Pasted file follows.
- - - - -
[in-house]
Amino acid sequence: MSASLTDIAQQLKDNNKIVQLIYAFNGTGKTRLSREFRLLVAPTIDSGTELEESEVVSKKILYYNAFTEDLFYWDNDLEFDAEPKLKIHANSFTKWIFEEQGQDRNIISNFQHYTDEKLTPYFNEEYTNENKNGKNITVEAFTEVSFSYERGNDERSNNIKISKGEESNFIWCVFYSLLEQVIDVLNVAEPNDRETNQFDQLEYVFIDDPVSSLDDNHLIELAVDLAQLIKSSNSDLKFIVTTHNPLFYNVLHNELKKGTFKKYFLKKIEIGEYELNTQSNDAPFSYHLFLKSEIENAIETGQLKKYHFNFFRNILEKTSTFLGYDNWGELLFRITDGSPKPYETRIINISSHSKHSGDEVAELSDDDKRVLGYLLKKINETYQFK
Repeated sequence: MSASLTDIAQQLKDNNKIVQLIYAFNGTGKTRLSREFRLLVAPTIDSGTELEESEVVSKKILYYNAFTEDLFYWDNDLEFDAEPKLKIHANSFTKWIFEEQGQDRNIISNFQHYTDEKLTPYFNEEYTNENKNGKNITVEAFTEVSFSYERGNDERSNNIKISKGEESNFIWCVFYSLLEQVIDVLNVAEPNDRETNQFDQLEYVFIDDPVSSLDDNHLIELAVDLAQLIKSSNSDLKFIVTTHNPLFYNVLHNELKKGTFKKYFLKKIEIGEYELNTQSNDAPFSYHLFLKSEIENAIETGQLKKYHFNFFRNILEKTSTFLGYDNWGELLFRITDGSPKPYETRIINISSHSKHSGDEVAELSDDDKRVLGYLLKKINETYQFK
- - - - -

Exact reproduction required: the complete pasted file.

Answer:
[in-house]
Amino acid sequence: MSASLTDIAQQLKDNNKIVQLIYAFNGTGKTRLSREFRLLVAPTIDSGTELEESEVVSKKILYYNAFTEDLFYWDNDLEFDAEPKLKIHANSFTKWIFEEQGQDRNIISNFQHYTDEKLTPYFNEEYTNENKNGKNITVEAFTEVSFSYERGNDERSNNIKISKGEESNFIWCVFYSLLEQVIDVLNVAEPNDRETNQFDQLEYVFIDDPVSSLDDNHLIELAVDLAQLIKSSNSDLKFIVTTHNPLFYNVLHNELKKGTFKKYFLKKIEIGEYELNTQSNDAPFSYHLFLKSEIENAIETGQLKKYHFNFFRNILEKTSTFLGYDNWGELLFRITDGSPKPYETRIINISSHSKHSGDEVAELSDDDKRVLGYLLKKINETYQFK
Repeated sequence: MSASLTDIAQQLKDNNKIVQLIYAFNGTGKTRLSREFRLLVAPTIDSGTELEESEVVSKKILYYNAFTEDLFYWDNDLEFDAEPKLKIHANSFTKWIFEEQGQDRNIISNFQHYTDEKLTPYFNEEYTNENKNGKNITVEAFTEVSFSYERGNDERSNNIKISKGEESNFIWCVFYSLLEQVIDVLNVAEPNDRETNQFDQLEYVFIDDPVSSLDDNHLIELAVDLAQLIKSSNSDLKFIVTTHNPLFYNVLHNELKKGTFKKYFLKKIEIGEYELNTQSNDAPFSYHLFLKSEIENAIETGQLKKYHFNFFRNILEKTSTFLGYDNWGELLFRITDGSPKPYETRIINISSHSKHSGDEVAELSDDDKRVLGYLLKKINETYQFK